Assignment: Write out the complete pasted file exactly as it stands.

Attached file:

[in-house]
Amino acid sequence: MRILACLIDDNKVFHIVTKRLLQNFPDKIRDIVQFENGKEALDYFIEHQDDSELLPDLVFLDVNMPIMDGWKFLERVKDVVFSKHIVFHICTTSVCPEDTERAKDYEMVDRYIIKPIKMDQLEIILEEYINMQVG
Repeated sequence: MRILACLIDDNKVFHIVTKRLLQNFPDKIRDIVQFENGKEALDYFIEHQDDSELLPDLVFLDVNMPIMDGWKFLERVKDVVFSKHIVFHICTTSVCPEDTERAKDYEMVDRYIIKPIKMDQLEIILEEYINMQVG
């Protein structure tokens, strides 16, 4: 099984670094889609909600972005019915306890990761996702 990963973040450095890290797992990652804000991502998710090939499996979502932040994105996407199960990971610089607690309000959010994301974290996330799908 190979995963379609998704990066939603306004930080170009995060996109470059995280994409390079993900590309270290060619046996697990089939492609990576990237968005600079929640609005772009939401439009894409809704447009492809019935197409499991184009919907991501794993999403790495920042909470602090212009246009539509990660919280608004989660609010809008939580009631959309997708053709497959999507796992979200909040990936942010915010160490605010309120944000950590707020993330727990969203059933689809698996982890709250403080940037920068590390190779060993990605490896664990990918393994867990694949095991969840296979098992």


[in-house]
Amino acid sequence: MRILACLIDDNKVFHIVTKRLLQNFPDKIRDIVQFENGKEALDYFIEHQDDSELLPDLVFLDVNMPIMDGWKFLERVKDVVFSKHIVFHICTTSVCPEDTERAKDYEMVDRYIIKPIKMDQLEIILEEYINMQVG
Repeated sequence: MRILACLIDDNKVFHIVTKRLLQNFPDKIRDIVQFENGKEALDYFIEHQDDSELLPDLVFLDVNMPIMDGWKFLERVKDVVFSKHIVFHICTTSVCPEDTERAKDYEMVDRYIIKPIKMDQLEIILEEYINMQVG
């Protein structure tokens, strides 16, 4: 099984670094889609909600972005019915306890990761996702 990963973040450095890290797992990652804000991502998710090939499996979502932040994105996407199960990971610089607690309000959010994301974290996330799908 190979995963379609998704990066939603306004930080170009995060996109470059995280994409390079993900590309270290060619046996697990089939492609990576990237968005600079929640609005772009939401439009894409809704447009492809019935197409499991184009919907991501794993999403790495920042909470602090212009246009539509990660919280608004989660609010809008939580009631959309997708053709497959999507796992979200909040990936942010915010160490605010309120944000950590707020993330727990969203059933689809698996982890709250403080940037920068590390190779060993990605490896664990990918393994867990694949095991969840296979098992």